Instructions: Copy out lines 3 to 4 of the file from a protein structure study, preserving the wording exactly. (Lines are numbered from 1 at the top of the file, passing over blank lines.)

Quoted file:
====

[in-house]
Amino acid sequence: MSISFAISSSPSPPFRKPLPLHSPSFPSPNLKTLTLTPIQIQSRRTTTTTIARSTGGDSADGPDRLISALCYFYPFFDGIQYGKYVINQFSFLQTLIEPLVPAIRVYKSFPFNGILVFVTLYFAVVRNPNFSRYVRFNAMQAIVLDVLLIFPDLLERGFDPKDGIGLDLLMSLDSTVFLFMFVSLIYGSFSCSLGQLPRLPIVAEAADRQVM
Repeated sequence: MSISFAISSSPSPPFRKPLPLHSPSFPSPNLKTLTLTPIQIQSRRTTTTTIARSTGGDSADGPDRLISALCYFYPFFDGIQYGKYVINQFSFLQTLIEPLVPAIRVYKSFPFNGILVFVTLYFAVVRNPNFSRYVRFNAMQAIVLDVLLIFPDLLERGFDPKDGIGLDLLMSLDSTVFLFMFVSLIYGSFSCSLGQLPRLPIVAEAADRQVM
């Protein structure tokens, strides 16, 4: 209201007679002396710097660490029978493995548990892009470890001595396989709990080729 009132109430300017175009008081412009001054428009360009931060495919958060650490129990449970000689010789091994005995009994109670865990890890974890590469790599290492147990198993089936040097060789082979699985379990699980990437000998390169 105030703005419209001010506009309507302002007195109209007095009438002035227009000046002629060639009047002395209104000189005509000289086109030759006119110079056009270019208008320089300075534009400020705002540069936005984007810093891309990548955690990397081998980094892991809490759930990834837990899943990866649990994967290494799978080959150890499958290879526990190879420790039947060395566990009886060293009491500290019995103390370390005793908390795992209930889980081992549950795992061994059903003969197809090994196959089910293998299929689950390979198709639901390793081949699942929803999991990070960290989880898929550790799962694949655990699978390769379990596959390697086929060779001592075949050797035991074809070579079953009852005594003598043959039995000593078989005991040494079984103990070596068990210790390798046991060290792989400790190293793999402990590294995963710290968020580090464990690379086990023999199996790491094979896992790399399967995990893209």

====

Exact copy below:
Repeated sequence: MSISFAISSSPSPPFRKPLPLHSPSFPSPNLKTLTLTPIQIQSRRTTTTTIARSTGGDSADGPDRLISALCYFYPFFDGIQYGKYVINQFSFLQTLIEPLVPAIRVYKSFPFNGILVFVTLYFAVVRNPNFSRYVRFNAMQAIVLDVLLIFPDLLERGFDPKDGIGLDLLMSLDSTVFLFMFVSLIYGSFSCSLGQLPRLPIVAEAADRQVM
């Protein structure tokens, strides 16, 4: 209201007679002396710097660490029978493995548990892009470890001595396989709990080729 009132109430300017175009008081412009001054428009360009931060495919958060650490129990449970000689010789091994005995009994109670865990890890974890590469790599290492147990198993089936040097060789082979699985379990699980990437000998390169 105030703005419209001010506009309507302002007195109209007095009438002035227009000046002629060639009047002395209104000189005509000289086109030759006119110079056009270019208008320089300075534009400020705002540069936005984007810093891309990548955690990397081998980094892991809490759930990834837990899943990866649990994967290494799978080959150890499958290879526990190879420790039947060395566990009886060293009491500290019995103390370390005793908390795992209930889980081992549950795992061994059903003969197809090994196959089910293998299929689950390979198709639901390793081949699942929803999991990070960290989880898929550790799962694949655990699978390769379990596959390697086929060779001592075949050797035991074809070579079953009852005594003598043959039995000593078989005991040494079984103990070596068990210790390798046991060290792989400790190293793999402990590294995963710290968020580090464990690379086990023999199996790491094979896992790399399967995990893209």